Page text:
Monday, April 16, 2007

Inflation, Taxes, and Saving

What's so bad about inflation? Economists typically break the discussion of inflation costs into two categories: the costs of low, predictable inflation and the costs of high, unpredictable inflation.

Economies with high, unpredictable inflation tend to experience slower growth rates. With unpredictable inflation, borrowers and lenders cannot be sure what the real interest rate will turn out to be over the course of a loan. This uncertainty makes people less likely to lend their money (for example, by buying bonds), which in turn leads to less investment and a slower rate of long-term economic growth.

If the inflation rate is low and stable, it imposes fewer economic costs. As prices rise, one dollar will purchase fewer and fewer goods and services over time. This slow erosion of purchasing power encourages people to invest their savings in interest-bearing accounts, keep more of their money in the bank and less in currency, and generally spend more time managing their assets than they would in the absence of inflation; but savings rates are pretty much unaffected… right?

Not quite. Even if inflation is relatively tame, it can still have some major consequences on savings rates because of the way investment gains are taxed. In a recent Slate column, Henry Blodget argues that the design of the tax system in the United States discourages saving—in part because portions of the tax code do not attempt to correct for distortions caused by inflation. Read Blodget's article to find out more about the tax treatment of savings and the tax distortions from inflation.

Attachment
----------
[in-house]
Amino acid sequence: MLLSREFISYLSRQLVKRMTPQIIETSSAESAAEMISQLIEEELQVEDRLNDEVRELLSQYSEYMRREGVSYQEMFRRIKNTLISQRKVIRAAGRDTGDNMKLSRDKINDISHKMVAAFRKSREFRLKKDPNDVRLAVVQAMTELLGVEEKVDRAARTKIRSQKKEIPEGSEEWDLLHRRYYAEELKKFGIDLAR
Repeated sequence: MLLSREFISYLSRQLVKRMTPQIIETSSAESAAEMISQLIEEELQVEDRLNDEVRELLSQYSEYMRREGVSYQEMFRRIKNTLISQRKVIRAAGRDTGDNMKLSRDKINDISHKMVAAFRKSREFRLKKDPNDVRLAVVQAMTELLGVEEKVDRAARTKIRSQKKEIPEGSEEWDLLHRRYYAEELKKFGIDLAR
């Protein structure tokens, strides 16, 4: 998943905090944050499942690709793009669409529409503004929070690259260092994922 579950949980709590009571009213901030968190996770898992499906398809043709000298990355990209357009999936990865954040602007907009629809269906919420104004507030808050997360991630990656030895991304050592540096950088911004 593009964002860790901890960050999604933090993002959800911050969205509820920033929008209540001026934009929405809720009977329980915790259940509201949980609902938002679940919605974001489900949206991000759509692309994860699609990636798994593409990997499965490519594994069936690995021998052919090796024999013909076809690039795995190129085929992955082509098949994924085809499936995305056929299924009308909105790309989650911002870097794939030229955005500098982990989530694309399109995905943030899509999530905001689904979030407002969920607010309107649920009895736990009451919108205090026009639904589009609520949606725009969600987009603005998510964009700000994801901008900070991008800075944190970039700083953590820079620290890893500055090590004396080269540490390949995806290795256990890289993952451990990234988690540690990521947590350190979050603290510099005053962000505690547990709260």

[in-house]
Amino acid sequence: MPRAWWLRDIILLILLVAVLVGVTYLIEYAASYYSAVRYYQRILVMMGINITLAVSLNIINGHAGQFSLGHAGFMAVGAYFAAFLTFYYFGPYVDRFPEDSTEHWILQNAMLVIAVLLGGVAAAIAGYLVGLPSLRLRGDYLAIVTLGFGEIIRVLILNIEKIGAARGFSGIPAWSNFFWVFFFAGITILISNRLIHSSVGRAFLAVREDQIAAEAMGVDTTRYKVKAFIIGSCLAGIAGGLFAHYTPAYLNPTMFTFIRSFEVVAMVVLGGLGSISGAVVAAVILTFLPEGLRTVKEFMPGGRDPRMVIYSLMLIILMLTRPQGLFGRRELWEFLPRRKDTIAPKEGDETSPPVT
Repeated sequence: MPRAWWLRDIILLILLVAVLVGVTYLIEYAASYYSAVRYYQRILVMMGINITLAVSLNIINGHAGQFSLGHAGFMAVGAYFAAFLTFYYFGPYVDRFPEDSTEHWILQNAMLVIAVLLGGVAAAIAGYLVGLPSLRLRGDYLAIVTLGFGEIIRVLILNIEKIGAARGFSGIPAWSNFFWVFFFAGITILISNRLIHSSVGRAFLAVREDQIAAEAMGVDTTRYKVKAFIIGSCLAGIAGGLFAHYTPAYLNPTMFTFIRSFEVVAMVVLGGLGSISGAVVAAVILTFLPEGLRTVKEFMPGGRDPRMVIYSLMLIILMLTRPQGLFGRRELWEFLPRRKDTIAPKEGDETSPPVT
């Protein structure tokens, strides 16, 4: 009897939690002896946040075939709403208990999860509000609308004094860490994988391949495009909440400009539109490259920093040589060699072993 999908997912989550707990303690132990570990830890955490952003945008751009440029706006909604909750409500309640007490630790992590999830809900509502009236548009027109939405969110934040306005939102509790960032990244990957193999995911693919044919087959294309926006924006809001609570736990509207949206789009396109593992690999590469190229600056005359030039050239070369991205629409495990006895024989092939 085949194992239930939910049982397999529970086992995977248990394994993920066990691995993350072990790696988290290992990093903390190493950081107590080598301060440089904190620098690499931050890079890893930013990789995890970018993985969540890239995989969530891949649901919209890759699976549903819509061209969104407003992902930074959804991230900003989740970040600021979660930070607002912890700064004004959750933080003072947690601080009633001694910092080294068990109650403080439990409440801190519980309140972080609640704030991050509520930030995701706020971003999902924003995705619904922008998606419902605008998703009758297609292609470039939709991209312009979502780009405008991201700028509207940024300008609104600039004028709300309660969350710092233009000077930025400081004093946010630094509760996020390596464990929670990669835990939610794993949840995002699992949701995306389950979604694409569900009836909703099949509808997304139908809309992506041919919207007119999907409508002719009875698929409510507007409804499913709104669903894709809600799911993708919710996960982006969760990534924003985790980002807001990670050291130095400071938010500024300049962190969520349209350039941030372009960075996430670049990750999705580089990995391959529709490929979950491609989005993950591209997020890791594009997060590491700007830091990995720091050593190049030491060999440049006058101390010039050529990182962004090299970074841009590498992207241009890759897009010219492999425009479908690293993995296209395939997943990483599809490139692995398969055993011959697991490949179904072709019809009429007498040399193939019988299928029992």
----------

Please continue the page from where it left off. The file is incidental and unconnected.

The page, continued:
Discussion Questions

1. According to Blodget, what non–tax-related factors explain the negative U.S. personal savings rate in 2005 and 2006?

2. Suppose you purchase a $1,000 T-bill that offers a 4% nominal rate of return. The inflation rate is 3% per year and you're in the 15% tax bracket.
  • What is the before-tax nominal return on your T-bill in the first year?
  • As Blodget notes, the U.S. government treats the return on your T-bill as income and assesses a 15% tax on the nominal return from your T-bill. How much tax would you pay on your nominal return from the T-bill?
  • By how much does inflation erode the purchasing power of your nominal return?
  • What is the after-tax, inflation-adjusted return on your T-bill in the first year?
3. What are the differences between taxes on gains from stocks and taxes on gains from holding T-bills? Suppose you purchase a share of stock that immediately doubles in value. What tax event will you trigger in the event that you sell the share of stock at its new, higher price?

4. How does low, predictable inflation distort savings decisions when the government taxes the nominal gains on savings vehicles such as stocks and bonds?

5. What are Blodget's suggestions for making the tax system less hostile to saving? How does he suggest taxing the capital gains from the sale of stocks? How would he treat the interest earned on T-bills? Can you think of other changes to the tax system that would encourage rather than discourage saving?

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